I was driving down the road right next to a golf course and a stray ball hit my windshield and cracked it. Is the golf course liable for the damage? I mostly just want them to fix my windshield and would rather not turn it into a big ordeal. If I threatened to take them to court would they likely just offer a settlement?
Possibly but the easier course of action may be to just have your car insurance cover the loss. Many policies provide for zero deductible under these circumstances.
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The golf course would only have liability if they did something negligent (if balls are always flying onto the road, you could make the argument they knew of the hazard and should've prevented it). However, they would argue that they didn't control the golfer who hit the wayward ball and have no liability to you (and if this only happens rarely, they'd likely have much less of a duty, if they have any duty at all).
They may help you find the golfer and you could make a claim against him/her, but that could also be defended on "no negligence" in that mishitting a golf ball may not be considered to be negligence. I don't know if they would have homeowners insurance and/or if it would cover the claim. Even if homeowner's coverage is available, it could be the insurer has an exclusion and/or would want to fight the claim on the facts wherein you have to prove negligence.
Typically windshield damage is covered by your "Comprehensive" coverage on your auto policy and you may simply want to go that route as it is likely more direct and will involve less "hassle" on your part. Also many replacement glass providers don't require any deductible be paid on glass claims just to get the business.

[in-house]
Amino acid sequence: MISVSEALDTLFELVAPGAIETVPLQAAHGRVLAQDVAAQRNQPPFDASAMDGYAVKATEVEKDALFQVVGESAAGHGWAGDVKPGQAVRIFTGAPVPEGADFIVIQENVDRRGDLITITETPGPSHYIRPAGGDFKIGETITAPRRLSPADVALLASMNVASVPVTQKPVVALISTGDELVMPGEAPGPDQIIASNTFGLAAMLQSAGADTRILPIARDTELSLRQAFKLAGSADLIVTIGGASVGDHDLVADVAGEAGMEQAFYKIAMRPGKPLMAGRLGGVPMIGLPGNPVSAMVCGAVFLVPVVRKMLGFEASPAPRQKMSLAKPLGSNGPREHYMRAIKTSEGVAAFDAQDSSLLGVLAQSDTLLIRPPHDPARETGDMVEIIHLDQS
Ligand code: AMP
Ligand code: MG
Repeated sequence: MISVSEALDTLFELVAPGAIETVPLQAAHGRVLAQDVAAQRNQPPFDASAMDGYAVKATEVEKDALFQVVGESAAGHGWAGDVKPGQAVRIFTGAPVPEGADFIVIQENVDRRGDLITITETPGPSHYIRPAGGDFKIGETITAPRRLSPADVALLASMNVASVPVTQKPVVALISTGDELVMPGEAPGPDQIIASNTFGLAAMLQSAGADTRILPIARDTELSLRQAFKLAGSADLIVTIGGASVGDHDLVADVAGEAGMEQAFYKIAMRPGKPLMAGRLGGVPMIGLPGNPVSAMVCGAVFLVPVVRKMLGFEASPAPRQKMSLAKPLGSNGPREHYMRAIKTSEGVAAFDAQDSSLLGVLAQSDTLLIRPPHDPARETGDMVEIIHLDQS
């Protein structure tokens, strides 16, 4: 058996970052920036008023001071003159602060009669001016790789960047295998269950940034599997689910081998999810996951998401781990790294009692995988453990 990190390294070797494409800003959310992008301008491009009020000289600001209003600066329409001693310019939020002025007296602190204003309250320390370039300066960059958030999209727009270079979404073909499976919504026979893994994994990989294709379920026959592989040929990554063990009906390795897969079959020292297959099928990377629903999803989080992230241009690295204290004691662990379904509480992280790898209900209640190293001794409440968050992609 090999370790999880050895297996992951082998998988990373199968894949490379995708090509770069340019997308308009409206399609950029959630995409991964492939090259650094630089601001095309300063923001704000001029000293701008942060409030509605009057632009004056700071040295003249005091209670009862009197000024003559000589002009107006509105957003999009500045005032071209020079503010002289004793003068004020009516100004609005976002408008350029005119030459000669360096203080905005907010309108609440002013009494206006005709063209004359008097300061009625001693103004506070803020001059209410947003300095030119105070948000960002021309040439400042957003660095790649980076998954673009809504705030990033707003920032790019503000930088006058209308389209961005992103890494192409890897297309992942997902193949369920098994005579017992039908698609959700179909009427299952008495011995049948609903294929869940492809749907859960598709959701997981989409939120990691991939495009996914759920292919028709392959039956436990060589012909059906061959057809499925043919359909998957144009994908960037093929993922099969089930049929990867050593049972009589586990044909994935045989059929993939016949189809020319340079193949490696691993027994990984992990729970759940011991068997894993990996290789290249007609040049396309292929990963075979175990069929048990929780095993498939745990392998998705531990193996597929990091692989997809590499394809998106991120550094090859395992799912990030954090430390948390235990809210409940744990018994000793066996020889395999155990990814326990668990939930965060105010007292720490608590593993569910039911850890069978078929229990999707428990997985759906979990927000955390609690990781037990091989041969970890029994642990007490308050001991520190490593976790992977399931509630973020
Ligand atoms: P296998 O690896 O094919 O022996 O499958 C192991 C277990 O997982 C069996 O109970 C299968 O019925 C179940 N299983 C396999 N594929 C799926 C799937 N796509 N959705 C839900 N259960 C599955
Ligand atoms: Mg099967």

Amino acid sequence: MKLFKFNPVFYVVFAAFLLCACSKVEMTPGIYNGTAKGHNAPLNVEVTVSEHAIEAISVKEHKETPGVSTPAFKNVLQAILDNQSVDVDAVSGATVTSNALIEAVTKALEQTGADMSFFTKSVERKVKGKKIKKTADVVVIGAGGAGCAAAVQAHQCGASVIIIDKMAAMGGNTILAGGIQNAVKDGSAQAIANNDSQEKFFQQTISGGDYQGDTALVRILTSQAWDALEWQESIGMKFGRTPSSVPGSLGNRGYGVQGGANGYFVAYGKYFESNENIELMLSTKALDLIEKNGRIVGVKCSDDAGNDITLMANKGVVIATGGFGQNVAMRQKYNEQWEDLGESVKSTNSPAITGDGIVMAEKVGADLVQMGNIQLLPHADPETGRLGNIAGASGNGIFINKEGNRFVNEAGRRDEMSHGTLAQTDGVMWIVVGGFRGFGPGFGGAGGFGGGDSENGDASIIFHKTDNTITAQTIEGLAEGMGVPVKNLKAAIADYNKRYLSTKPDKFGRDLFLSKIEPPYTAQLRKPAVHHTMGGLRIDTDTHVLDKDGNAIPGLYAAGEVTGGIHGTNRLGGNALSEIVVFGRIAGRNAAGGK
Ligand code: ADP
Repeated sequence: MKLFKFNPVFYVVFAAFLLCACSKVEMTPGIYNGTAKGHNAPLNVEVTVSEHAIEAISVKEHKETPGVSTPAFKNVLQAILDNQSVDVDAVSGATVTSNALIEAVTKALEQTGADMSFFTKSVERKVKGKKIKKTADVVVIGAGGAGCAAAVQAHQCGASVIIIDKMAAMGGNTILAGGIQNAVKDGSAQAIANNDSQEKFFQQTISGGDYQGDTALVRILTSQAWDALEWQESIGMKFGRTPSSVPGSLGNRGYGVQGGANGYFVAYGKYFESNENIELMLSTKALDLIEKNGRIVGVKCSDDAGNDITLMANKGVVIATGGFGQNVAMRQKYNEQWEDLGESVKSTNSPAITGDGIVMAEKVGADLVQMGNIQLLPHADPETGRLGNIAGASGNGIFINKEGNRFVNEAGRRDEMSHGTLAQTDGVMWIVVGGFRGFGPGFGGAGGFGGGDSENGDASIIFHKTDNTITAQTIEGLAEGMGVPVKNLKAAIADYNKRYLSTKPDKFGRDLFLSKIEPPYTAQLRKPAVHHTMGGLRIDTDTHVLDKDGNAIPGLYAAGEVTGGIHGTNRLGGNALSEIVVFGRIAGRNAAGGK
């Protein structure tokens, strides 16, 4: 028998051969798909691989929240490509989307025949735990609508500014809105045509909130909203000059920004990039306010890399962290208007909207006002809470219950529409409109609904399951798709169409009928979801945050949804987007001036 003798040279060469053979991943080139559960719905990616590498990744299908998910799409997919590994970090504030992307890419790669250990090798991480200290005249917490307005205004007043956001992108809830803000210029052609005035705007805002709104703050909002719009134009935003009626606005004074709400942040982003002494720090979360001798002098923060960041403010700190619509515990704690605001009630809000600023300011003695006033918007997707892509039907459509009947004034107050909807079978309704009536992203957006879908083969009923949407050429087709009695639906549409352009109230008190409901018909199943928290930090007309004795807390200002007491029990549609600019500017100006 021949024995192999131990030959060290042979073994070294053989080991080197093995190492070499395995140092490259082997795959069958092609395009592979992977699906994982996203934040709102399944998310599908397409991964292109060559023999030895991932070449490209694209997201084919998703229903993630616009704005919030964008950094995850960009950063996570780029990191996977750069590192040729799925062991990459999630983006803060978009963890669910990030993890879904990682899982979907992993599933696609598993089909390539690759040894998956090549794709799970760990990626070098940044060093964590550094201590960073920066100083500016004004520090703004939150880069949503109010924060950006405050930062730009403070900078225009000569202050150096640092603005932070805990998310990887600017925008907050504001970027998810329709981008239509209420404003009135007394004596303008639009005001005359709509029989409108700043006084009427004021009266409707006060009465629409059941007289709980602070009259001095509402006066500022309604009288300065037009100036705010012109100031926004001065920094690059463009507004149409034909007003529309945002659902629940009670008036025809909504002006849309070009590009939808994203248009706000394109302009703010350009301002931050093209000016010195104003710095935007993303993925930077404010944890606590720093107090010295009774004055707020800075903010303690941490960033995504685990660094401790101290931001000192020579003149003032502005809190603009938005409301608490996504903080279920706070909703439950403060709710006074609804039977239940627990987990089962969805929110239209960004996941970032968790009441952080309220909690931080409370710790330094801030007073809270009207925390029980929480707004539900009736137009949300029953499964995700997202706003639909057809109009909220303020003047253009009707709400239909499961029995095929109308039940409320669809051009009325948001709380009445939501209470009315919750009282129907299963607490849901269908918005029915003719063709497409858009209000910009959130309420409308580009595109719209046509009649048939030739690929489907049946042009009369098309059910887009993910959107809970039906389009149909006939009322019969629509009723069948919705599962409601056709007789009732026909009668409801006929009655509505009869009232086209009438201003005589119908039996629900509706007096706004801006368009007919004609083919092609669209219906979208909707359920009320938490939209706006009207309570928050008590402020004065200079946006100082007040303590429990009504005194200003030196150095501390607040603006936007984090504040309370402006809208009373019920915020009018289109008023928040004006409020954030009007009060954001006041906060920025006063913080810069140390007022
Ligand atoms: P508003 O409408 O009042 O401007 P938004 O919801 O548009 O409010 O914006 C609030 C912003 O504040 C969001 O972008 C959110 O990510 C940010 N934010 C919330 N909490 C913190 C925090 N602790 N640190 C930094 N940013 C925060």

You can contact them and see what they say. You might want to discuss it with your insurance agent.
Always consult an attorney IMMEDIATELY as there are time limitations on filing a lawsuit.
As someone who had to write an essay on this subject only five years ago, and also happened to shank a ball off a course into an oncoming car three years ago, I can tell you the golf course has insurance that will cover this. Also, whoever hit the ball is not liable. Different states may be different, but in Michigan, the course is liable for injuries to people and property when the golfer is using ordinary care in the course of the game. For a decent article discussing golf ball injuries with reference to Michigan case law, I suggest this: http://www.ngcoa.org/pdf/errant/Golf%20Course%20Liability.pdf
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